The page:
How COVID-19 Is Impacting Men’s Mental Health Differently
- A new survey has found that the COVID-19 pandemic is having a bigger impact on the mental and general health of American men than many admit.
- 77 percent of respondents said their stress levels increased during the pandemic, while 59 percent reported they felt isolated.
- About 45 percent said their emotional and mental health declined during this difficult period.
- Experts say a large percentage of men typically avoid seeking treatment for their physical or mental health.
- They encourage men to reach out to their support systems.
As COVID-19 continues to reorient our daily lives, new research is giving us a deeper look at how the pandemic is impacting men in the United States.
It’s part of the fifth annual MENtion It educational campaign from Cleveland Clinic that zeroes in on why men often shirk away from addressing concerns about their health.
The new online survey examined how the coronavirus outbreak has affected men mentally and physically as well as influenced their day-to-day health behaviors.
Cleveland Clinic’s survey team reached about 1,000 adult males, 18 years or older, across the nation.
They found that 77 percent of respondents said their stress levels increased during the pandemic, while 59 percent reported they felt isolated.
About 45 percent said their emotional and mental health declined during this difficult period.
The data also showed that this has been a more troubling period for adult males than past crises — with 59 percent saying COVID-19 had a greater negative impact on mental health than the 2008 economic recession.
Like past MENtion It surveys, these findings underscored just how rare it is for adult American men to seek medical and psychological health. The survey showed that 66 percent say they rarely even discuss the toll that COVID-19 has been taking on their mental health, while 48 percent say they put off seeing a doctor for non-COVID-19 health concerns.
It’s not all bad news. The results showed 45 percent feel healthier now than before the pandemic, while 28 percent are sleeping more and 22 percent are adding more exercise to their routines. About 19 percent say they’re eating healthier meals.
The survey shows a nuanced look at men in the United States — like all other demographic groups, they aren’t a monolith, with COVID-19 impacting them in varying degrees.
“Men have more difficulties with addressing their mental health and that can impact their physical health in turn,” said Dr. Petar Bajic, one of the doctors associated with the campaign and a urologist at Cleveland Clinic’s Glickman Urological & Kidney Institute. “I encourage all men to talk to their partners, talk to their support system.”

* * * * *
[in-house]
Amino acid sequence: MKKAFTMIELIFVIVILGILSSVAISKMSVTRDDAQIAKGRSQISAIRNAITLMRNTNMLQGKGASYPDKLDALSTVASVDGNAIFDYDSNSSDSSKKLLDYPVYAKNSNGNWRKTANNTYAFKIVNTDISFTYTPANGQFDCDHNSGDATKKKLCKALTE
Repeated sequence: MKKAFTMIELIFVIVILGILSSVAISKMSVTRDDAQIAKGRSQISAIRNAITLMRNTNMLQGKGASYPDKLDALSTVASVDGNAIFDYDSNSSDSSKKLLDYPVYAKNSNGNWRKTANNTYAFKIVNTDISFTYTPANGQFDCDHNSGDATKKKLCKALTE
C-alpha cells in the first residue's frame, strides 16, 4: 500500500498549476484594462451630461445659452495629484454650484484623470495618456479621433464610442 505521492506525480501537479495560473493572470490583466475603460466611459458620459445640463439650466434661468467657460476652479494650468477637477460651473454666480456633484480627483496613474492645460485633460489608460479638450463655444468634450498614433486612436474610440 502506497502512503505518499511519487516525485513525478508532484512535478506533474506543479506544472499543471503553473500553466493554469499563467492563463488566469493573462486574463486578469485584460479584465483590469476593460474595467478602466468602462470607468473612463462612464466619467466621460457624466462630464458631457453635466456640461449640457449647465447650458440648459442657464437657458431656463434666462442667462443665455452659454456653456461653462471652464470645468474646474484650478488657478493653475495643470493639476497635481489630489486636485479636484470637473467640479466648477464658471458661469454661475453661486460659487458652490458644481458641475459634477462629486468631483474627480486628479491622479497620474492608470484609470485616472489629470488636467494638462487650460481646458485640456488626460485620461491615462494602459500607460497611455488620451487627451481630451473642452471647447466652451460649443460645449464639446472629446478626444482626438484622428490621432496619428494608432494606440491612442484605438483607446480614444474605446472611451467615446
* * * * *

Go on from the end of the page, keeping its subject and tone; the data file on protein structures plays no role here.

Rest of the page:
Dr. Michael Young, service chief of The Retreat at Sheppard Pratt, a psychiatric hospital in the Baltimore, Maryland, suburb of Towson, said the uncertainty of this era has had a significant impact on men’s mental health.
“The findings from the Cleveland Clinic survey that over three quarters of men are experiencing increased stress levels and nearly half are reporting that their mental health has worsened during the pandemic is consistent with what we are seeing in clinical practice,” said Young, who is not affiliated with this research.
Bajic said that when asked about their own health priorities and stressors, the men surveyed cited the economy and their family’s well-being ahead of their own personal health.
He explained that this is in many ways a cultural and societal issue — many men view themselves as what he called “the primary bread winner.” They feel that if their own health suffers, they might be concerned they won’t be able to fill that role in their family or community.
Young added that the COVID-19 era of working from home and sheltering in place has been disorienting for men in some of these traditional family roles.
“Many men are having difficulty adjusting to new and different roles such as increased caregiving responsibilities or helping their children adjust to remote learning while keeping up with online work, household chores, and other responsibilities,” Young said. “Additionally, the reduction of income and uncertainty surrounding investments and financial stability is playing a large part in increasing men’s stress levels.”
Young said that many men tend to derive the base of their own “self-esteem and sense of purpose from their careers and ability to provide financially for their families.” Job loss and the economic problems that can come from it can be a major stressor for men who might have been the top earners in their households before the pandemic.
The new norm of life away from others can also lead to a sense of isolation.
“Isolation from important aspects of social networks such as work colleagues, friends, and extended family have also been contributing to feelings of loneliness, which is a well-known factor that can contribute negatively to both mental and physical health,” Young added.